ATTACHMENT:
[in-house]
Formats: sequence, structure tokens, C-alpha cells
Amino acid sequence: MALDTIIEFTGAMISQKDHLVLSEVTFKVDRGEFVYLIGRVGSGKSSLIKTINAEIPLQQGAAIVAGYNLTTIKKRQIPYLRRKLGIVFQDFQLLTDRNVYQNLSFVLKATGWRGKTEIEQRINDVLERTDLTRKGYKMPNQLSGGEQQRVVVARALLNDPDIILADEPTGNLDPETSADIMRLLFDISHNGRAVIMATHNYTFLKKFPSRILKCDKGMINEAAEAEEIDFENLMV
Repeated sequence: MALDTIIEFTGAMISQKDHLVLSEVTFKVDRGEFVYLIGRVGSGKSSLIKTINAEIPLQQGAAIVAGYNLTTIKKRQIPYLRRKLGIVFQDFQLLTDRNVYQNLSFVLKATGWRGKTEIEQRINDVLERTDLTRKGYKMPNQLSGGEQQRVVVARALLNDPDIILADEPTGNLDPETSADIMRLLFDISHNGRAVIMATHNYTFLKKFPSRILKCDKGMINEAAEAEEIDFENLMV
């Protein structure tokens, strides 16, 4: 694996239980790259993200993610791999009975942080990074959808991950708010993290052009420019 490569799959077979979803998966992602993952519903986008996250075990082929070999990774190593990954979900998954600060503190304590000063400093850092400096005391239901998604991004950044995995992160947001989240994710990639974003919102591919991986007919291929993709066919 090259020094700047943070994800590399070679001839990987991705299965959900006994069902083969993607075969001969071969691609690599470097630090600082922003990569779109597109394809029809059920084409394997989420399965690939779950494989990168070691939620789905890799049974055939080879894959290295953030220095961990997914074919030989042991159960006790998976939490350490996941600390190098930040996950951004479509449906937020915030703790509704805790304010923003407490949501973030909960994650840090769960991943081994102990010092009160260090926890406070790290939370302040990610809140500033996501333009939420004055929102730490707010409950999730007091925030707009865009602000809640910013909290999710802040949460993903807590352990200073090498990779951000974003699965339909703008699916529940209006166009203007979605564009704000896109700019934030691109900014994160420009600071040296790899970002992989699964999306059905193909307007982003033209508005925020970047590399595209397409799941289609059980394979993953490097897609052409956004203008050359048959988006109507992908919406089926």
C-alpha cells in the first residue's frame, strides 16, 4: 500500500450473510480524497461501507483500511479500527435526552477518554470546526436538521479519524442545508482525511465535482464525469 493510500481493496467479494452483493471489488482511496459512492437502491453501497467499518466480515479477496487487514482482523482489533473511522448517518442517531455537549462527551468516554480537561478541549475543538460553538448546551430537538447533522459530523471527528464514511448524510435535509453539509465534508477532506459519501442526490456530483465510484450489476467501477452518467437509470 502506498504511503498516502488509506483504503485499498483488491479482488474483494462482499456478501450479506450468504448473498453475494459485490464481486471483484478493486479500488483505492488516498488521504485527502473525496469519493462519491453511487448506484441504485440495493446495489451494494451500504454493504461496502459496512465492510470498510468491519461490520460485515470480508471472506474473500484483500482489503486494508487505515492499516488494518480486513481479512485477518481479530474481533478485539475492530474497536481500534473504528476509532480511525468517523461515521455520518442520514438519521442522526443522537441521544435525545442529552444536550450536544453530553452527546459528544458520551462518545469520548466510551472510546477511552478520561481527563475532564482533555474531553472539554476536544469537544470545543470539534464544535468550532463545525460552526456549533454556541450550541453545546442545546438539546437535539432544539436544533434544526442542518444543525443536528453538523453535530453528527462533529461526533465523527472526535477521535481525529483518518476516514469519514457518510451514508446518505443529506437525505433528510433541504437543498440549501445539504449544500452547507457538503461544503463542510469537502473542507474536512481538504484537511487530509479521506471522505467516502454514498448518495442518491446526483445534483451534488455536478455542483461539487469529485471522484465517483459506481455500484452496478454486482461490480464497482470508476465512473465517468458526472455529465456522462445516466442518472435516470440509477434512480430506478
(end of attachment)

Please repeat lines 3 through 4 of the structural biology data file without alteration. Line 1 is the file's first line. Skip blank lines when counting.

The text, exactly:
Amino acid sequence: MALDTIIEFTGAMISQKDHLVLSEVTFKVDRGEFVYLIGRVGSGKSSLIKTINAEIPLQQGAAIVAGYNLTTIKKRQIPYLRRKLGIVFQDFQLLTDRNVYQNLSFVLKATGWRGKTEIEQRINDVLERTDLTRKGYKMPNQLSGGEQQRVVVARALLNDPDIILADEPTGNLDPETSADIMRLLFDISHNGRAVIMATHNYTFLKKFPSRILKCDKGMINEAAEAEEIDFENLMV
Repeated sequence: MALDTIIEFTGAMISQKDHLVLSEVTFKVDRGEFVYLIGRVGSGKSSLIKTINAEIPLQQGAAIVAGYNLTTIKKRQIPYLRRKLGIVFQDFQLLTDRNVYQNLSFVLKATGWRGKTEIEQRINDVLERTDLTRKGYKMPNQLSGGEQQRVVVARALLNDPDIILADEPTGNLDPETSADIMRLLFDISHNGRAVIMATHNYTFLKKFPSRILKCDKGMINEAAEAEEIDFENLMV